Philadelphia Youth Regatta coaches, athletes take extra precautions due to heat

Because of the heat, organizers brought in coolers full of ice and asked extra EMTs to be on hand for the regatta.

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Sunday, July 24, 2022
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"We've been training every day in this heat so we're kind of used to it by now," said Campbell Coonley, who races with Conshohocken Rowing Club.

PHILADELPHIA (WPVI) -- Nearly 2,000 young athletes competed in the largest one-day sprint regatta in the entire country on Saturday in Philadelphia.

The extreme temperatures forced organizers of the Philadelphia Youth Regatta to take extra precautions.

"This is one of our chilly vests," said Bonnie Mueller, commodore of the Schuylkill Navy, showing off a vest that they dunk in ice and give to anyone struggling in the heat. "We absolutely can't ignore the heat but we're ready with lots of fun, we're ready with ice and water and everybody's staying cool out there."

Because of the heat, organizers brought in coolers full of ice and asked extra EMTs to be on hand for the regatta, which features mainly high school-aged kids.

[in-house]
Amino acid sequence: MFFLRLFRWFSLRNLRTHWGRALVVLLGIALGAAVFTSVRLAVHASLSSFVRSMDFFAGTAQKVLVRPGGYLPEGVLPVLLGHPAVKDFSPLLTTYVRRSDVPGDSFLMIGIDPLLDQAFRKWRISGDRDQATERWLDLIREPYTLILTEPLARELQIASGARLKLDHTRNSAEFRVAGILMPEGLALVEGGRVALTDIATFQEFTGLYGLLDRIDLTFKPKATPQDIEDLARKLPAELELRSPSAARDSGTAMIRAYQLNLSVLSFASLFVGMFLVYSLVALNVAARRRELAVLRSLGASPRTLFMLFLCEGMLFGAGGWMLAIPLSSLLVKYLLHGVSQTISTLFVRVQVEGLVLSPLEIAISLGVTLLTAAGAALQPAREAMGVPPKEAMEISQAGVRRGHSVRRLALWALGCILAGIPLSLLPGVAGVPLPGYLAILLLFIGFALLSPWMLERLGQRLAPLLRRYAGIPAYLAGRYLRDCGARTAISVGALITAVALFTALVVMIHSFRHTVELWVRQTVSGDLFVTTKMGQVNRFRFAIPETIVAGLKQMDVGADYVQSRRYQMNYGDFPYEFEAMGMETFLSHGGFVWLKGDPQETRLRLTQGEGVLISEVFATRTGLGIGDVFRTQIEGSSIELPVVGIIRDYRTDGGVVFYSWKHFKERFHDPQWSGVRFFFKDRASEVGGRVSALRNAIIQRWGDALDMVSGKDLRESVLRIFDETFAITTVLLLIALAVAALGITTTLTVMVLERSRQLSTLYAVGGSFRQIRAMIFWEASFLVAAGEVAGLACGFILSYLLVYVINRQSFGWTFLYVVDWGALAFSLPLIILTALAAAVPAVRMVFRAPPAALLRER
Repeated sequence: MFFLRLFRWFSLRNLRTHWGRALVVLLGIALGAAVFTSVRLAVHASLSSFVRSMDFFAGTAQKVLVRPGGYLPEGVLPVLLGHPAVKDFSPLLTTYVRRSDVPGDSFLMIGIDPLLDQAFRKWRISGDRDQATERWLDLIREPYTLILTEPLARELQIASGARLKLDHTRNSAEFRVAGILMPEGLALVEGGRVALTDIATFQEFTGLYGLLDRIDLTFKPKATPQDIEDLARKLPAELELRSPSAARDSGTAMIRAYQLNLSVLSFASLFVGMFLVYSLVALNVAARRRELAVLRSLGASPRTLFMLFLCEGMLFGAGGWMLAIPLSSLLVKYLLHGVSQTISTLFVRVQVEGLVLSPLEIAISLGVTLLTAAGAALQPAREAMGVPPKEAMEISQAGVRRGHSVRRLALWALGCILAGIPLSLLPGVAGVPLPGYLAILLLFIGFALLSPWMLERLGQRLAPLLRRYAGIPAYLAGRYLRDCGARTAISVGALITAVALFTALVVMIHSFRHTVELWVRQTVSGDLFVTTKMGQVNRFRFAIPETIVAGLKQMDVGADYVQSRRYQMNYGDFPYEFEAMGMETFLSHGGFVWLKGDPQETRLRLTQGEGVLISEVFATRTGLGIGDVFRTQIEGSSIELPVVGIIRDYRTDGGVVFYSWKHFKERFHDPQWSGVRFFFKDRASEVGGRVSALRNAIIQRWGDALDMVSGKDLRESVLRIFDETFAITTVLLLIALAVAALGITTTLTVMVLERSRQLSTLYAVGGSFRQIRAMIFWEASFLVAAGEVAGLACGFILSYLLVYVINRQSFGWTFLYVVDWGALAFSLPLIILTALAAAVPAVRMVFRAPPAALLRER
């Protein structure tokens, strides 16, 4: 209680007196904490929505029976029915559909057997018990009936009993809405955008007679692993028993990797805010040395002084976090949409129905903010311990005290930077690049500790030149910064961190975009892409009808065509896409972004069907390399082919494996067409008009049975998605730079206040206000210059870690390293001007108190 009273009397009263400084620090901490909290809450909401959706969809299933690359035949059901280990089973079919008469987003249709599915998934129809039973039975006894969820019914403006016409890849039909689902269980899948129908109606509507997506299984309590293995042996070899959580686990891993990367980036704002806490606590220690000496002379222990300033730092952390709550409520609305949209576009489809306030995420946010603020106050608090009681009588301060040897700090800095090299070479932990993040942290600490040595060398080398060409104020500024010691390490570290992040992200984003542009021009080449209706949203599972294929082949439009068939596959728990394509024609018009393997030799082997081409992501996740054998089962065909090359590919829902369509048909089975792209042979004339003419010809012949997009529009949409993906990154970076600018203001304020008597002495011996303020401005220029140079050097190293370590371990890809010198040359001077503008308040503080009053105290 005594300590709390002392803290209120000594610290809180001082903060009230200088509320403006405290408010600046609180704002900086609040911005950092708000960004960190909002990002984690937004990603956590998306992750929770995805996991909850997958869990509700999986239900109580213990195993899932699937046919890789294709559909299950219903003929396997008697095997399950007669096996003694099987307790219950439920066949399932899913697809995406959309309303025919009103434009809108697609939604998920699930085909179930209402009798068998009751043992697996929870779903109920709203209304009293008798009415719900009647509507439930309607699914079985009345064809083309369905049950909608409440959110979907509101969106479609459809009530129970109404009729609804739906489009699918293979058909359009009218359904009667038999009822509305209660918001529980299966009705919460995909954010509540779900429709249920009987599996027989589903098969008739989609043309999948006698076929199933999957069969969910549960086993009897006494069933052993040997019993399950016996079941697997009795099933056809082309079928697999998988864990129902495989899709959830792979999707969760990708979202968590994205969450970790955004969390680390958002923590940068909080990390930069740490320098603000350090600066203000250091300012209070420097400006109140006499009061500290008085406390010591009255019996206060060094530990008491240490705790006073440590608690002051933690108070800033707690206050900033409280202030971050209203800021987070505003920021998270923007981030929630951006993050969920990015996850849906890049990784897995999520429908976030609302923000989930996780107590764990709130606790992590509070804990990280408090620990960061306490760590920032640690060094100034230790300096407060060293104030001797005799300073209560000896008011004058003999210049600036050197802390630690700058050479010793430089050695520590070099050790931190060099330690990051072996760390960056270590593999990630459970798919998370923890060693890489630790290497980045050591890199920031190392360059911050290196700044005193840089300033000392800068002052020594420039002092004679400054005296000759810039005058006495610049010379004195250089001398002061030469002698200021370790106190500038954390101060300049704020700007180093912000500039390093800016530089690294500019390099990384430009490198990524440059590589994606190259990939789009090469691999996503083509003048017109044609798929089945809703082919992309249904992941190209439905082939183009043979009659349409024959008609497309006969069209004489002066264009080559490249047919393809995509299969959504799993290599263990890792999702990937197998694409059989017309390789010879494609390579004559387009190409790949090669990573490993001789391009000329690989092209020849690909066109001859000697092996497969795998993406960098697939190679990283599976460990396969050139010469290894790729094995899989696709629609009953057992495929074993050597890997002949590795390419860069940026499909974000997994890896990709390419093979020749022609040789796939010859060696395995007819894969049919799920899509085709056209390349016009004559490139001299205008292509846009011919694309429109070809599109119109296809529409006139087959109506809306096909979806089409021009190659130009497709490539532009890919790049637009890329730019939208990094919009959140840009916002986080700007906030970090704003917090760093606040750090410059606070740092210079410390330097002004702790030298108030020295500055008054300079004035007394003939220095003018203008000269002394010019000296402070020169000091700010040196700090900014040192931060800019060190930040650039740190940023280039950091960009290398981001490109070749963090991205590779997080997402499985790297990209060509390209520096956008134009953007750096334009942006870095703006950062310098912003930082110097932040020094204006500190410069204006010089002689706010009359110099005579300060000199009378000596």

"Water," said Bridget McTear, who competes for Conshohocken Rowing Club. "A lot of water and ice."

Athletes and spectators alike looked for shade and kept water close by.

"It's always one of the hottest weekends of the year. I think perennially, no matter what, no matter what weekend we do it, it's the hottest weekend of the year," said Taya DiAngelo, an organizer and the assistant coach of women's rowing at Villanova University.

She says when a race falls on a day where heat is an issue, coaches vigilantly look for signs of heat-related illnesses.

"As soon as you see an athlete kind of acting abnormal, you check in with them to make sure they're good and they've been hydrating," said DiAngelo.

Still, athletes say the weather was worth the race.

"We've been training every day in this heat so we're kind of used to it by now," said Campbell Coonley, who races with Conshohocken Rowing Club.